Mountaineering started for my dad, and thus for me, when he climbed Mt. Whitney with a friend from work. After Whitney and some other local peaks, he felt ready to take on something bigger. He suggested climbing Mt. Kilimanjaro to his friends, but they were unable to take the time off. So he brought it to the table to his family at dinner one night.

My older brother and my step-mom both reasonably declined. But, more than climbing a mountain, the thought of going to Africa seemed exotic and exciting to me. I imagined that if I climbed Kilimanjaro, which I knew nothing about, I could probably convince my dad to take me on a short safari afterward.

“Yeah, I’ll go!” It came out without much thought, unknowingly launching the biggest obsession of my teenage years.

Eventually, that obsession would turn into a world record. After climbing six of the Seven Summits with my dad, I took a year off. We had left the biggest for last, Everest. In order to prepare for it, we utilized the autumn season to climb one of its easier and slightly lower neighboring peaks, Cho Oyu, in order to accustom ourselves to the supplemental oxygen systems and see how we fared at extreme altitudes above 26,000 feet.

After success on Cho Oyu, we climbed Everest from the Nepalese side in the spring. Reaching the summit of Everest made me, at age 18, the youngest person to have climbed the Seven Summits and the first person to climb them all with her dad.

As we climbed on at Vinson, the weather continued to worsen. Once we got to high camp, we hastily made a cache for the gear we’d leave up there, and started back down. Now in near whiteout conditions, we were thoroughly miserable. A layer of the freshly blown snow accumulated between some of our boots and crampons, causing us to stumble from time to time, pulling and catching each other by the rope that served as our lifeline.

I felt depleted when we got back to camp; it took all of my willpower to collect snow to melt for water and help cook the dinner that I would be too tired to eat. As I laboriously cut up garlic with my pocketknife to throw in with the frozen salmon patties—our holiday dinner—Victor said to me, “I bet you’ve never had a Christmas like that before, have you?”

After I wearily shook my head, he grinned and added, “Somehow I don’t think it’ll be the last, either.”

After dinner I used the satellite phone to call my mom and brother. I was exhausted, and there was such a time lag in the connection between us that it was hard to communicate anything at all. I tried to imagine them sitting cozily around a tree, well-fed and warm, protected from the chilly streets of New York, as I sat looking across the expanse of ice in front of me that led to the bottom of the earth.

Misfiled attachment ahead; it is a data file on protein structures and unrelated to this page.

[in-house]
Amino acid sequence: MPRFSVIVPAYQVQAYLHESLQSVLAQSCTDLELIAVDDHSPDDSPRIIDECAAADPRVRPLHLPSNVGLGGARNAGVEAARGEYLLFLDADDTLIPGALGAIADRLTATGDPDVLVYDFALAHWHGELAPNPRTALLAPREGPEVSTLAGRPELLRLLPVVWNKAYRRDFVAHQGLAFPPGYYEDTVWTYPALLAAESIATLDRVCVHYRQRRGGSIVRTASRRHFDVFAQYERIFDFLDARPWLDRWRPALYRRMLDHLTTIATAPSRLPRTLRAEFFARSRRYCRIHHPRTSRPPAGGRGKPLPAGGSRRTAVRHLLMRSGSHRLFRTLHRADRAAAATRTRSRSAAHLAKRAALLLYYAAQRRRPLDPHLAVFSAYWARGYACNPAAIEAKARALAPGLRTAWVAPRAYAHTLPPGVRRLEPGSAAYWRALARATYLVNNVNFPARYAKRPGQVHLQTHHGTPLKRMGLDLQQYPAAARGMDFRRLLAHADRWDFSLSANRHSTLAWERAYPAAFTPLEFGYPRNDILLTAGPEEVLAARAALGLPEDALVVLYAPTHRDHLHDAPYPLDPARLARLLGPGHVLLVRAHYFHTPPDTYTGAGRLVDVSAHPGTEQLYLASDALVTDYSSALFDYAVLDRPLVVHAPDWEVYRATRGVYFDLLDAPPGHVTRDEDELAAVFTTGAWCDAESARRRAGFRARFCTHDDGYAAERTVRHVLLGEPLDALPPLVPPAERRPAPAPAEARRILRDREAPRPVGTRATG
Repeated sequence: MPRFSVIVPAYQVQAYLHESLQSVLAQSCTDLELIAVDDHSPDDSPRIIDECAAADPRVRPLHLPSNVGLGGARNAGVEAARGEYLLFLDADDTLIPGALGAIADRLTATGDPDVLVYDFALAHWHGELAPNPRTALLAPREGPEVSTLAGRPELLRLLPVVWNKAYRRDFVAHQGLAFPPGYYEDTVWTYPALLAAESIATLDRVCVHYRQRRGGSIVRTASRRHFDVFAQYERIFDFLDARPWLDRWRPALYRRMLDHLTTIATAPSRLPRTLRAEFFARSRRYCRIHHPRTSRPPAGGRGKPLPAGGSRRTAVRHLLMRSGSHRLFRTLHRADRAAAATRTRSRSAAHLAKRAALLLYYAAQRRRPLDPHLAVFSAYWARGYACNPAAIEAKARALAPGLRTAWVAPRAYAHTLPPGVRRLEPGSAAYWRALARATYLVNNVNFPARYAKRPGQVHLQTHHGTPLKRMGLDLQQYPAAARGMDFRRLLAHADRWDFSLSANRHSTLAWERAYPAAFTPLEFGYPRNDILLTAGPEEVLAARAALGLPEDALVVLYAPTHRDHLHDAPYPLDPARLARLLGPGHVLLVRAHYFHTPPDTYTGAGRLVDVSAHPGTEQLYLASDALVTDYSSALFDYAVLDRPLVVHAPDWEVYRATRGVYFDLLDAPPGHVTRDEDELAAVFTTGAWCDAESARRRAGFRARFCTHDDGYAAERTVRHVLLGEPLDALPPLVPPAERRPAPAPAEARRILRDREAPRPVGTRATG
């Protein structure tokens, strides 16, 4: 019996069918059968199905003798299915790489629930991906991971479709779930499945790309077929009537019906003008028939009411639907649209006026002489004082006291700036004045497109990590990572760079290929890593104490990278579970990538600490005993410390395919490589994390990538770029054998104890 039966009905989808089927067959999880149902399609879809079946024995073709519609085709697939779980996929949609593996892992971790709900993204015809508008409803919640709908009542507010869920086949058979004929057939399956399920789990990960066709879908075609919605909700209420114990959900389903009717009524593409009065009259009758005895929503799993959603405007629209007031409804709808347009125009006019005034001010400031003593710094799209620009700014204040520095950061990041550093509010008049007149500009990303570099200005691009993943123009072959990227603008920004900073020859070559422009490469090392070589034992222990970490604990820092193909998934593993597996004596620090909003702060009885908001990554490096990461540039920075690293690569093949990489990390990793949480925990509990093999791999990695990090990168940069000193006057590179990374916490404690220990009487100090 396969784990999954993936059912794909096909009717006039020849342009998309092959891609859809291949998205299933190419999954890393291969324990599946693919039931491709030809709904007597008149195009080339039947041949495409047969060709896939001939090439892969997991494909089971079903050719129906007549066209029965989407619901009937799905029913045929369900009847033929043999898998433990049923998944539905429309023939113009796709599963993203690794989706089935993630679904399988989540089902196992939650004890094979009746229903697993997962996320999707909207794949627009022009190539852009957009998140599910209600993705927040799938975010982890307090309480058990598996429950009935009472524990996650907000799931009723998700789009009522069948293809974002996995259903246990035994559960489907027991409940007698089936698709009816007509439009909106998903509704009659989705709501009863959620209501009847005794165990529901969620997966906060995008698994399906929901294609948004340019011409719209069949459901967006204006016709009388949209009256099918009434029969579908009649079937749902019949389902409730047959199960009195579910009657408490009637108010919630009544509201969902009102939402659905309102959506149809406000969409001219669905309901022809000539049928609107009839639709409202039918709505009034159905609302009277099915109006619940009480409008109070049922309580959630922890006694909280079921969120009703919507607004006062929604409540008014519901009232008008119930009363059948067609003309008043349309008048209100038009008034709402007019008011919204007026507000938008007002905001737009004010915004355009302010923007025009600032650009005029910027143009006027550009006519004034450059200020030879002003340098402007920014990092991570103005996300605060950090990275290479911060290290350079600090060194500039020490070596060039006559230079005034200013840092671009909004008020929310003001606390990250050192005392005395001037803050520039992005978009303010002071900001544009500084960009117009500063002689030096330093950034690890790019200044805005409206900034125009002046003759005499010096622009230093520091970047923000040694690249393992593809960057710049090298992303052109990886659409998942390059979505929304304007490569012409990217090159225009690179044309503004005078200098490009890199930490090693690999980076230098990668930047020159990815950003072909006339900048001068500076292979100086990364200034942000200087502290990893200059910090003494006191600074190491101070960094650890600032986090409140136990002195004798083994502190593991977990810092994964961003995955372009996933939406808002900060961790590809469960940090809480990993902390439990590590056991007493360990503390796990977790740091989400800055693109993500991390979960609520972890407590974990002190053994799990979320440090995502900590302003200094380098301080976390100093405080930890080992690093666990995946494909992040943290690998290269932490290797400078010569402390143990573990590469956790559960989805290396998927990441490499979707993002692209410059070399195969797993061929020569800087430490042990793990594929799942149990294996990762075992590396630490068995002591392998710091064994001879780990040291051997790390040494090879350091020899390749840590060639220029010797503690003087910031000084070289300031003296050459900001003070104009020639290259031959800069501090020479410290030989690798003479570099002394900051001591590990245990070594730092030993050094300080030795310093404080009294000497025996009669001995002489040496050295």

My dad and I then called my step-mom, younger brother and sister back in California. She asked how we liked our presents—we had forgotten! Before she left us at the airport, she had handed my dad and me each a small package, which we had stashed away in our sleeping bags. We hung up the phone, got into our tent, and I uncovered a pair of earrings, two small silver hoops. They seemed so out of place, reminding me of my “other life.”

A day or two later we returned to high camp, from where we’d leave for the summit. I had still not recovered from our hard Christmas day, and was feeling nauseous from the altitude.

“You were moving quite slowly,” Victor told me. “I think you were getting a bit hypothermic.”

The next morning, we decided to head for the summit. The weather was good, and we had precious little time before we had to be back at base camp to get our ride back out. If we missed it, we would most likely have to stay an extra two weeks.

I thought that maybe I’d feel better once we got started, but pretty quickly I became sure that I wasn’t going to make it. I felt on the verge of vomiting with every step. But I kept marching along, distracting myself with an internal debate of whether I had yet reached the point at which I should just tell the team that I needed to turn back around. Far sooner than I expected, Victor told us that we were probably halfway there. We continued on. And on.

I did make it to the summit that day. Standing atop a summit mixes just the right emotional cocktail to make it the most addictive experience I have known.

I trudged up, planted my ice axe into the ground and rested my forehead on its handle. My dad came over and let me lean on him to rest instead.

“Good job, Honey Bear,” was all he could say, and I quietly cried into his shoulder.